Fat Burning Truth

If you have ever worked out at a gym you may have noticed treadmill ergometer notations of “fat burning zone” in the area of 65% of maximum heart rate. And if your workout is generally at a higher intensity, you may have wondered whether you may be running too fast to burn fat. Nothing could be more ridiculous.
The idea that low intensity aerobic activities are better for fat burning than high intensity exercise was given credence when several research studies indicated that low intensity activities burned a greater percentage of fat calories than high intensity activities.
These studies validated that the body prefers to use fat as its fuel source during low-intensity exercise. This equates roughly to 60% of the total calories burned, as opposed to about 40% from high intensity exercise.
While this fuel preference is true, it is misguided to believe that the selective use of fat for fuel will translate into burning more total fat calories. High-intensity exercise burns more fat calories, as well as carbohydrate calories, on an absolute basis than lower intensity activities. Because an important aspect of training intensity is the total amount of fat calories burned–not the percentage from fat–higher intensity exercise has the decided edge. Further, reduced body fat results from total calorie deficits–that is, burning more calories than you take in from your foods.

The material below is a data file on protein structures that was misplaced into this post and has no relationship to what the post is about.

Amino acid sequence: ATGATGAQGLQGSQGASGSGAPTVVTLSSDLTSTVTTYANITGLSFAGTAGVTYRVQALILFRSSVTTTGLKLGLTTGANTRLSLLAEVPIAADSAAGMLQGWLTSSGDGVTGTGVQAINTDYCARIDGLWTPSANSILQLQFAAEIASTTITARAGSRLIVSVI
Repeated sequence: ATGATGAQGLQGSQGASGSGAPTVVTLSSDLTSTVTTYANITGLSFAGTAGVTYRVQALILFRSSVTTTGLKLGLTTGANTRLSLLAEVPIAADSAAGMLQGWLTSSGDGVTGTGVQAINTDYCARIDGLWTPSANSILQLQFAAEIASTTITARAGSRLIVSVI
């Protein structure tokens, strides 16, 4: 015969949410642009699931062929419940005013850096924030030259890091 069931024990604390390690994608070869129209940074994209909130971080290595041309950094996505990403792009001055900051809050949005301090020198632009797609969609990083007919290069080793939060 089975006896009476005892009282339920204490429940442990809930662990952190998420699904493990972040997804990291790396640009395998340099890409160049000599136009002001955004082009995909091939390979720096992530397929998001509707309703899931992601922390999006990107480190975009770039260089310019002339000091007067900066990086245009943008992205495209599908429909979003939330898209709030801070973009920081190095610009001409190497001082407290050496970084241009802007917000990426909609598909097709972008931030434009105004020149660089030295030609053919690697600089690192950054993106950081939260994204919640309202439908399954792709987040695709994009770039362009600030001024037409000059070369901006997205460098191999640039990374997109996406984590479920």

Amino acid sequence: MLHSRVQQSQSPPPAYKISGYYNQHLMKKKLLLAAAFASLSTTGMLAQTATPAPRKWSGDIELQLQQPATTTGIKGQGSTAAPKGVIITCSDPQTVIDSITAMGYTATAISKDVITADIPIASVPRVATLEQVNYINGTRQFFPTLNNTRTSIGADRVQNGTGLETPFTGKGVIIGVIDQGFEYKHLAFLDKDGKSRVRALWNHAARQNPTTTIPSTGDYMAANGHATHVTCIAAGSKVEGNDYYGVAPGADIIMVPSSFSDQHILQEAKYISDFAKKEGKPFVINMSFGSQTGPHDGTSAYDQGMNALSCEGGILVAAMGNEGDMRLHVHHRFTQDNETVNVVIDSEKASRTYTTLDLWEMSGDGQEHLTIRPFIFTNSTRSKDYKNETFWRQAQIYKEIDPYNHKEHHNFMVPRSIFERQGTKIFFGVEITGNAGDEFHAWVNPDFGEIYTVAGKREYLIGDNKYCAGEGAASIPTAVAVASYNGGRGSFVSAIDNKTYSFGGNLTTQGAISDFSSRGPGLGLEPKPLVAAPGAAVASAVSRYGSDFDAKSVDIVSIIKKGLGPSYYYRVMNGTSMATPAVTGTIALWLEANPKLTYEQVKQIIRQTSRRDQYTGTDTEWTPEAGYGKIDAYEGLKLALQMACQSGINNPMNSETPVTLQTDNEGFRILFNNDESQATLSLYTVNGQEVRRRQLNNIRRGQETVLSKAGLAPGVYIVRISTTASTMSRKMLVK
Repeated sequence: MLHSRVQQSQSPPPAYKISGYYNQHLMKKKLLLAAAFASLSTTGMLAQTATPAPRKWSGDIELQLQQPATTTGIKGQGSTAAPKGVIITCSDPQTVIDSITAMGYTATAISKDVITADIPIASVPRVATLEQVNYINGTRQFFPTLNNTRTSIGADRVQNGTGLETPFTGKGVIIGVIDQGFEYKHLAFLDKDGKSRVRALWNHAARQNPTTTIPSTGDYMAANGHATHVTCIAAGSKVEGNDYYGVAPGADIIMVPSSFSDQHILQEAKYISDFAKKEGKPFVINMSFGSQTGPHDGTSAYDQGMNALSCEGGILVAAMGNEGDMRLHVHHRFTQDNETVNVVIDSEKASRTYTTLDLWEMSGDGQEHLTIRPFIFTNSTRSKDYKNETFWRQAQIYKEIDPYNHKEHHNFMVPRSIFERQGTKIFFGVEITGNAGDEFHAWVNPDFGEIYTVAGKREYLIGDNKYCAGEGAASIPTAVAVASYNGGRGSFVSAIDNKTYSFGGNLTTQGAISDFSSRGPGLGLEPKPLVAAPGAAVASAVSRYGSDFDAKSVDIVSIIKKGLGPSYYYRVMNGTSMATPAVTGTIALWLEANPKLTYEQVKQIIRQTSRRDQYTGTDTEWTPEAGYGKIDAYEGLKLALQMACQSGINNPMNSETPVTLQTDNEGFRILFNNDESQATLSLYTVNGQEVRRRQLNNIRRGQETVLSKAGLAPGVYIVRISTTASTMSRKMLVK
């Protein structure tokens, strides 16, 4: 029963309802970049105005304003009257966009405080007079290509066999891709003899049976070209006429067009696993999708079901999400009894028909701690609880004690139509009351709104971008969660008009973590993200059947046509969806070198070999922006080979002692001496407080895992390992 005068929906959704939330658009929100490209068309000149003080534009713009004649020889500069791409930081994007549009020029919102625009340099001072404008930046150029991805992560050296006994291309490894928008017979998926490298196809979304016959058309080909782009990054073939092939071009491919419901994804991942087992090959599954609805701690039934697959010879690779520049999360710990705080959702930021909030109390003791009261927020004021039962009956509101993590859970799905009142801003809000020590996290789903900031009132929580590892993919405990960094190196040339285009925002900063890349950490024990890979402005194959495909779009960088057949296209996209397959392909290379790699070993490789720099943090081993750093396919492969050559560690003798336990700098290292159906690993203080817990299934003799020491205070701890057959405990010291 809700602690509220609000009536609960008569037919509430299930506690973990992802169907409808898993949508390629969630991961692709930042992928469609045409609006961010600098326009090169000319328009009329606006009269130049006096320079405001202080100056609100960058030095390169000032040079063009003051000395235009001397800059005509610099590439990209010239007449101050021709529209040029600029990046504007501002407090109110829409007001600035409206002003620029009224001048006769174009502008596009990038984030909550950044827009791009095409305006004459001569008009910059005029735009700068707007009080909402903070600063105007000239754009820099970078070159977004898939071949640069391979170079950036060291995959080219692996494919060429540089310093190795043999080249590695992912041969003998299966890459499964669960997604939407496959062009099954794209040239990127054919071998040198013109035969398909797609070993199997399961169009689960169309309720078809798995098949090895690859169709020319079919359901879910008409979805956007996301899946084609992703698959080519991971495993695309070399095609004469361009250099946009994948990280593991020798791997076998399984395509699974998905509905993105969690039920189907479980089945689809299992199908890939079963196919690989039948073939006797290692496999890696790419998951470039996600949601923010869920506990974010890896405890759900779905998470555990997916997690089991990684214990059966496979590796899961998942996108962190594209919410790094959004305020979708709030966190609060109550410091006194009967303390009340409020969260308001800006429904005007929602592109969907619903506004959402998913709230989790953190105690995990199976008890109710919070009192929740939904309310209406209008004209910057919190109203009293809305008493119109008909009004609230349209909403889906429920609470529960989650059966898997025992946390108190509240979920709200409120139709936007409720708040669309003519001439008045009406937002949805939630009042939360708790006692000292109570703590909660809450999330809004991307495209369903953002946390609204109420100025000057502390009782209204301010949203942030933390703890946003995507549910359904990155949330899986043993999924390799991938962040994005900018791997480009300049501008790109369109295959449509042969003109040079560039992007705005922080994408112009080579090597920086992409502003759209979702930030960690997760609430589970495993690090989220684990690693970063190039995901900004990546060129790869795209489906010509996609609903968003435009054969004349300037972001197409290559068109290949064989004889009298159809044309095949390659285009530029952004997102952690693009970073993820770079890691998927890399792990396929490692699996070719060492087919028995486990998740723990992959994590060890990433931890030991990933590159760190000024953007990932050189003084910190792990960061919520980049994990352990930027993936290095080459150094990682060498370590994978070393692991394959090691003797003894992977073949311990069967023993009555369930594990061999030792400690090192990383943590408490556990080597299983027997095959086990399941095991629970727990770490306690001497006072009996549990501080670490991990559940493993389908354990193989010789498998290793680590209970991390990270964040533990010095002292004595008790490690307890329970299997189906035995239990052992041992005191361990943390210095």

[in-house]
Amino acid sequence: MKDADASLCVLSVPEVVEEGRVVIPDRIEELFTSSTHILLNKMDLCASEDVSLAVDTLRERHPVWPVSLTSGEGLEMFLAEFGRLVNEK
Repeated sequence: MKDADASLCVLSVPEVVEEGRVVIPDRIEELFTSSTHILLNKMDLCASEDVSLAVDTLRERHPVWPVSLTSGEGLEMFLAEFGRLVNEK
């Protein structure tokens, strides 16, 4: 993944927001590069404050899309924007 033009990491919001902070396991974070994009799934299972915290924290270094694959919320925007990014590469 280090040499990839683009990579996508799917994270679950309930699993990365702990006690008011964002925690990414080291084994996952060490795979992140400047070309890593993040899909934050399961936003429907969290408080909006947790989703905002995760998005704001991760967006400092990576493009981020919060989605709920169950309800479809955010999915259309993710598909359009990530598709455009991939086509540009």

When you consider the time-related efficiency of training, low-intensity exercise provides a very poor cost/benefit dividend. You burn about the same number of calories walking a mile as running a mile–it just takes a bit longer walking them off. If fat burning is one of your aims, performing cardiovascular exercise at a higher intensity gives you more bang for your workout buck.